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St. Joseph's Roman Catholic Presbytery Municipal Heritage Building

Bonavista, Newfoundland and Labrador, A0C, Canada

Formally Recognized: 2006/08/14

Front exterior photo view of St. Joseph's Rectory, Chapel Hill, Bonavista, NL, after restoration, 2005; Newfoundland Historic Trust, 2006
St. Joseph's Rectory, Bonavista, NL, 2005
Front and side exterior photo view of St. Joseph's Rectory, Chapel Hill, Bonavista, NL, 2005; Newfoundland Historic Trust, 2006
St. Joseph's Rectory, Bonavista, NL, 2005
Side facade, St. Joseph's Rectory, Chapel Hill, Bonavista, NL, 2005; Newfoundland Historic Trust, 2006
Side profile view of St. Joseph's Rectory, 2005

Other Name(s)


Links and documents

Construction Date(s)

Listed on the Canadian Register: 2006/09/22

Statement of Significance

Description of Historic Place

St. Joseph's Roman Catholic Presbytery, also referred to as the Parish House, is a two-storey, Carpenter Gothic style cottage located at 005 Chapel Hill in Bonavista, NL. The municipal heritage designation is confined to the footprint of the building.

Heritage Value

St. Joseph's Roman Catholic Presbytery (also known as the Rectory, the Parish House or Silver Linings), erected 1900-1901, has been designated as a municipal heritage building because of its architectural and cultural value.

Architecturally, St. Joseph's Presbytery is a good example of vernacular Victorian elaboration and a fine example of historically prominent local builder Ronald Strathie’s interpretation of Carpenter Gothic building style. The building's gable-ell plan is fairly common in period Carpenter Gothic houses, though currently rare in the Bonavista area. Other picturesque Carpenter Gothic features of the Parish House include its steeply pitched roof, gables with finials over windows, arched windows and ornate covered porch. Overall, the house reflects the craftsmanship common to all of Ronald Stratie's buildings in Bonavista.

St. Joseph's Roman Catholic Presbytery is also culturally significant due to its associations with the Roman Catholic Church in Bonavista. It was built on a hill on Church property, making it a focal point in Bonavista, where its scale, rooflines and level of decoration historically indicated that it belonged to someone with high social standing. The first occupant of the residence was Rev. James Brown, followed by other parish priests over the years. Religious figures of a number of denominations visiting from out of town also often stayed in the house.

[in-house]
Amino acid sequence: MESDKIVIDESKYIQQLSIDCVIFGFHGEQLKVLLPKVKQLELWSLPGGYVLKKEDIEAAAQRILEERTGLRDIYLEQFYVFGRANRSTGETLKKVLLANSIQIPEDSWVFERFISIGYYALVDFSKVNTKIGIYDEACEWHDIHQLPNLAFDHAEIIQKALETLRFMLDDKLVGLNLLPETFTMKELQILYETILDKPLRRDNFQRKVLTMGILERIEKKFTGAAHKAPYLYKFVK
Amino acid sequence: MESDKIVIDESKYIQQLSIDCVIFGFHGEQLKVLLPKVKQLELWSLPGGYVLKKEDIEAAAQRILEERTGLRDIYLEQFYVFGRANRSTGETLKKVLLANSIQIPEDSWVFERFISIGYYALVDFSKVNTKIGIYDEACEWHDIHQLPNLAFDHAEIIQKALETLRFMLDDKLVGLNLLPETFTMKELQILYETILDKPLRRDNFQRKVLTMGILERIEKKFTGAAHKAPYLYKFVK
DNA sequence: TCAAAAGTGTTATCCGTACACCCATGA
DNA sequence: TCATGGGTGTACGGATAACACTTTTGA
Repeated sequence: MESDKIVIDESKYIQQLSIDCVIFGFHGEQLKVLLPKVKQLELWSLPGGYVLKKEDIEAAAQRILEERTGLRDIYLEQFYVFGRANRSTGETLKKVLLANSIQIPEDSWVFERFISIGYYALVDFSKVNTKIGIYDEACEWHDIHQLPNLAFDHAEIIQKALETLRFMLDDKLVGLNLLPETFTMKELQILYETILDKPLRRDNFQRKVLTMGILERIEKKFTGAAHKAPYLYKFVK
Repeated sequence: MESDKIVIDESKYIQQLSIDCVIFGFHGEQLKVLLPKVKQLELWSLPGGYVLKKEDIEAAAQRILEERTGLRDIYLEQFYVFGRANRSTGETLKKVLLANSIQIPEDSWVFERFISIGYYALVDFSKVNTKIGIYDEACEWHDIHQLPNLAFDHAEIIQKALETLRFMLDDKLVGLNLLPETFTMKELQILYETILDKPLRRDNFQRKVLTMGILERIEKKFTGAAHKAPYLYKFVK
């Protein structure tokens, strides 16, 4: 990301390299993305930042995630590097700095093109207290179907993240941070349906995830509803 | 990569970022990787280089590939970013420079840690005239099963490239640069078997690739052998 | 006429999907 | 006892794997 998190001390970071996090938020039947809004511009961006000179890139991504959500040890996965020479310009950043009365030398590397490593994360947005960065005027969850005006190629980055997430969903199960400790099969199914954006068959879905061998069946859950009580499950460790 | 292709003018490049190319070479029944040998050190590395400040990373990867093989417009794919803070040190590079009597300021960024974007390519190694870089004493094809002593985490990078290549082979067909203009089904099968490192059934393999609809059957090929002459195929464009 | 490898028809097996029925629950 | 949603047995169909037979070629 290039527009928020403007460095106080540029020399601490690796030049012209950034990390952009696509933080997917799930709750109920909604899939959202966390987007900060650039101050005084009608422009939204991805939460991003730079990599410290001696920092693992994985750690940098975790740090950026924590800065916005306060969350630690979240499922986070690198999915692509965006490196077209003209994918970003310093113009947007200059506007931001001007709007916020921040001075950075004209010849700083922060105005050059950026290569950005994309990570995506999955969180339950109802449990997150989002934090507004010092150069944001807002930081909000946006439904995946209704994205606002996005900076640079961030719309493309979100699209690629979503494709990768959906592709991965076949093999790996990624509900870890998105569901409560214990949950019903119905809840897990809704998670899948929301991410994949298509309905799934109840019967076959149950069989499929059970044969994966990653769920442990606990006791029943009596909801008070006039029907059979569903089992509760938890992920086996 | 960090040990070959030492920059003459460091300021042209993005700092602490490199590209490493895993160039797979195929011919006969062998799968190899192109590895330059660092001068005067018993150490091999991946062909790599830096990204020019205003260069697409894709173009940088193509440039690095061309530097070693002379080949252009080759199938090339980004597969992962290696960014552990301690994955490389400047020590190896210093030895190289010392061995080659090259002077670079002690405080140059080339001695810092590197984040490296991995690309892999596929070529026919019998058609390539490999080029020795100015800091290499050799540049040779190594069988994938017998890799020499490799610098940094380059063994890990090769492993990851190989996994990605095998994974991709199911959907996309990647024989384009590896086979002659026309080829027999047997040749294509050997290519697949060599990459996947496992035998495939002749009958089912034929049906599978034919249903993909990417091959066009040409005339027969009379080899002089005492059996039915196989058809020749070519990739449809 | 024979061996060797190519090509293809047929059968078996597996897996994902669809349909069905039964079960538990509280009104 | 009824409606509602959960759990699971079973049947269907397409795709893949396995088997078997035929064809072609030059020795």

Source: Town of Bonavista Town Council meeting minutes of 2006/08/14

Character-Defining Elements

All original features related to the Carpenter Gothic style and the age of the building, including:

- L-layout;
- steep pitched rooflines;
- twin peak window gables in front;
- finials on peaks;
- bay windows;
- decorative window on first floor, front facade;
- arched windows on second storey;
- window placement;
- raincaps on windows;
- placement and style of porch, including roof type;
- decorative porch posts with decorative openwork post brackets;
- narrow, painted clapboard sheathing and wood shingle roofing;
- and building height, number of storeys, dimensions and massing.



Newfoundland and Labrador

Recognition Authority

NL Municipality

Recognition Statute

Municipalities Act

Recognition Type

Municipal Heritage Building, Structure or Land

Recognition Date


Historical Information

Significant Date(s)


Theme - Category and Type

Expressing Intellectual and Cultural Life
Architecture and Design

Function - Category and Type


Commerce / Commercial Services
Hotel, Motel or Inn


Single Dwelling

Architect / Designer



Ronald Strathie

Additional Information

Location of Supporting Documentation

Town of Bonavista, PO Box 279, Bonavista, NL, A0C 1B0

Cross-Reference to Collection

Fed/Prov/Terr Identifier




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